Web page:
Old School Dune Buggy Reunion, Fuel Curve

Old School Dune Buggy Reunion – Party at Pismo

At the 2018 Old School Dune Buggy Reunion, Bruce Meyers was talking about art. “A car is a mix between art and engineering,” he told me. “For most people, a car is just the engineering,” he continued, and waved his hand out over the crowds of campers surrounding us at Pismo Beach in San Luis Obispo County, California. “For me, it is about the art.”

Old School Dune Buggy Reunion, Fuel Curve

Someone once told Bruce that everything he touches is pretty, and he laughed and said it was very much on purpose. He makes his choices of cars and companions based on if he wants to draw them. We get interrupted when in another campsite, someone fired up a big V8-powered buggy and revved it enthusiastically. “Must be a young person,” said Bruce, who is 92. “Young people like loud engines.”

I’d have found Bruce an entertaining dinner companion even if he was just a fellow dune buggy enthusiast at the biennial beach meet by the Oceano dunes, but Meyers isn’t just a chatty artist by the campfire, he’s a war hero—not kidding, he saved a shipmate during World War II after their aircraft carrier was hit by kamikaze pilots. He’s a musician—talented on both guitar and ukulele with a lovely singing voice, he’s an off-road racer, and most importantly for this story, Bruce Meyers is the creator of the fiberglass dune buggy.

Old School Dune Buggy Reunion, Fuel Curve

Leaping from a burning ship didn’t dull his love of the beach and the sea, and after the war he made boats, learning to work with the up-and-coming material of fiberglass. With all his free time spent at beaches, he saw the stripped-down hot rods called “Water Pumpers,” that were cruising around on the sand, and he also saw the rising popularity of the VW Beetle.

Old School Dune Buggy Reunion, Fuel Curve

The two vehicles came together in his head, and then under his hand as he sketched out a swoopy little shape—he says on a napkin in a bar—and then put his boat-building skills to use, creating a bright gel-coated tub that fit neatly to a Volkswagen engine and running gear. The Meyers Manx was so popular and so easy to make that everyone started making them, eventually putting Bruce out of business. That should have been the end of the story; Bruce bitter and broke, fiberglass buggies replaced by tube chassis and purpose-built ATVs, and everyone from the early days forgotten in the sand, but as the Old School Dune Buggy Reunion highlighted, there is something about the early buggies that just can’t be replicated with a Can-Am Maverick or a Polaris RZR.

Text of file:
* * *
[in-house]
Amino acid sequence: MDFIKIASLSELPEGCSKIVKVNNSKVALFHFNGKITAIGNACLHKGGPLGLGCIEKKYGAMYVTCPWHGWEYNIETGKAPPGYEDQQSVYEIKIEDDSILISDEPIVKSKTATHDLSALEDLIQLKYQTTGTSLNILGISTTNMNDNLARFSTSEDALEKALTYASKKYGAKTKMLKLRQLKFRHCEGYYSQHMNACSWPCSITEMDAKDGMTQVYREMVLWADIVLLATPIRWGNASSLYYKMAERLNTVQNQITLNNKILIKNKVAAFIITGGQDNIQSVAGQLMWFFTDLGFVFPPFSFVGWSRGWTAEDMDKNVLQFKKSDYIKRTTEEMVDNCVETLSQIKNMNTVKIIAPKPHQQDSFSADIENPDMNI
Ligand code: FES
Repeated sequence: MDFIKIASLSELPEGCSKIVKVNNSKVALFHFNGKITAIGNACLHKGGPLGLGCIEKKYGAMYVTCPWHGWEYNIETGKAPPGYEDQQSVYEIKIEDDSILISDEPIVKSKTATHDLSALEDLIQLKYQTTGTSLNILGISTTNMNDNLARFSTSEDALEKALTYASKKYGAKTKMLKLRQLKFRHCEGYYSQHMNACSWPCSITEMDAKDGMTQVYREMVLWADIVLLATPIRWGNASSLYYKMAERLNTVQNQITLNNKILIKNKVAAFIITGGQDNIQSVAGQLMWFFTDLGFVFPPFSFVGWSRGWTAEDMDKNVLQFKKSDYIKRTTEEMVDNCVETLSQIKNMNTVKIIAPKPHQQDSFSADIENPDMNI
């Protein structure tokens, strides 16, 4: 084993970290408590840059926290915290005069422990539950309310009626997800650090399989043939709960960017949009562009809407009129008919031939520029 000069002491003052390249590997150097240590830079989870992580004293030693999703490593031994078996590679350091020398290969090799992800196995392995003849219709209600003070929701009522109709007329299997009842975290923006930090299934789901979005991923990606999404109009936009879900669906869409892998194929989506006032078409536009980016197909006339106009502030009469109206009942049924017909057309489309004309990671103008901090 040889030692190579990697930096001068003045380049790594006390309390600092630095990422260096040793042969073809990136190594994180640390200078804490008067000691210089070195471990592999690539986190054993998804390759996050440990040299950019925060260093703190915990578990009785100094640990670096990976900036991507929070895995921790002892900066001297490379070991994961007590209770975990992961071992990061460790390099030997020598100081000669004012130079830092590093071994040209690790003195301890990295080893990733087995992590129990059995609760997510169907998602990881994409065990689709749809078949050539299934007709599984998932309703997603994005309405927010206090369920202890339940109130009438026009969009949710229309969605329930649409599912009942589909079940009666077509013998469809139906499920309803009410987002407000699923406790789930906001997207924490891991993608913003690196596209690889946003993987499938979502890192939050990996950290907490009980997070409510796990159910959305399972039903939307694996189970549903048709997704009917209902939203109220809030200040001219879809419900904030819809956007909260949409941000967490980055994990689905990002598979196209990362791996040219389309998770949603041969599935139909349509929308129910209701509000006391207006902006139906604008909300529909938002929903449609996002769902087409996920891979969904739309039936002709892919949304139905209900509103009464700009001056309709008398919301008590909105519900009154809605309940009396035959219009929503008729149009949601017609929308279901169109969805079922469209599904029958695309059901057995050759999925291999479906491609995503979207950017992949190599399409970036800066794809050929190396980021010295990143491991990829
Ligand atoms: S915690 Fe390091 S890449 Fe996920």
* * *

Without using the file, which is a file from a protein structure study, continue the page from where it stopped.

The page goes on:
Old School Dune Buggy Reunion, Fuel Curve


Old School Dune Buggy Reunion, Fuel CurveBruce doesn’t like the early buggies as much as he likes his pretty Manxes, because he thinks they are ugly, and the early guys, they don’t like the Manxes as much as they like their rough-and-tumble V8 water pumpers because they think they are “cruising beach buggies,” but in the end they are all there doing the same thing. “This is about making something in your garage,” said Bruce, referring not just to the fiberglass buggies but to everything on the beach that day. “Everyone here is passionate. Honestly, I don’t know what people do who don’t do this.”

Early dune buggies were bodiless hot rods. They were often made on a Model A chassis, and generally used whatever engine was convenient. They were called water pumpers because of their need for a radiator. This is a later buggy, but made in the old school fashion. It’s powered by a Toyota 22R and owned by Marty and David Mleynek.

Old School Dune Buggy Reunion, Fuel Curve

Once the Volkswagen came on the scene, it quickly became a favorite for dune buggying. “Tunnel Buggies,” made use of the center spine of a VW bug and powerplant, but stripped away everything that wasn’t absolutely crucial.

Old School Dune Buggy Reunion, Fuel Curve

The organizer of the Old School Dune Buggy Reunion, Cort Elgar (below right), says that Bruce Meyer’s Manx really opened up the hobby. Because they were street legal with fenders and a family-friendly appearance, the Manx attracted a whole new audience to the dune buggy scene.

Old School Dune Buggy Reunion, Fuel Curve

Copies of the Manx-style buggy put Bruce Meyers out of business, but he’s come to terms with the non-Manxes now. “I made the idea, and the idea makes people happy, and that makes me happy,” he says. You can, by the way, still get a new Manx kit from Meyers Manx, if you’re so inspired. Bruce is still making them at age 92!

The appeal of the Manx, or any of the dune buggies, is the personalization. Each one is different, in colors like a bag of Skittles, with whatever engine you can shove in the frame, and whatever seats, shifter, steering wheel, and prideful flags you want to fly.

Old School Dune Buggy Reunion, Fuel Curve

Of course, cruising the beach and camping by the waves is fun, but the real point of a dune buggy is to bug up some dunes, man! The highlight of the Dune Buggy Reunion was watching the dune climbs.

Old School Dune Buggy Reunion, Fuel CurveOld School Dune Buggy Reunion, Fuel Curve

The Old School Dune Buggy Reunion happens every two years, so you have time to start building your water pumper, tunnel buggy, or Meyers Manx – ya better do it now. Or just put some paddle tires on whatever is in your driveway. The dunes are open to all. For more dune buggy info go to oldschoolbuggies.com

Old School Dune Buggy Reunion, Fuel Curve

Old School Dune Buggy Reunion Photo Extra!

Photos by the author and Mike Morgan

Elana Scherr grew up in Southern California and majored in Art and English at UCLA. After graduating she worked as a carbon fiber fabricator, then at HOT ROD Magazine, and then the Roadkill Show. She currently owns and regularly wrenches on a 505ci 1970 Dodge Challenger and a 1971 Opel GT, as well as an unreasonable amount of trucks.

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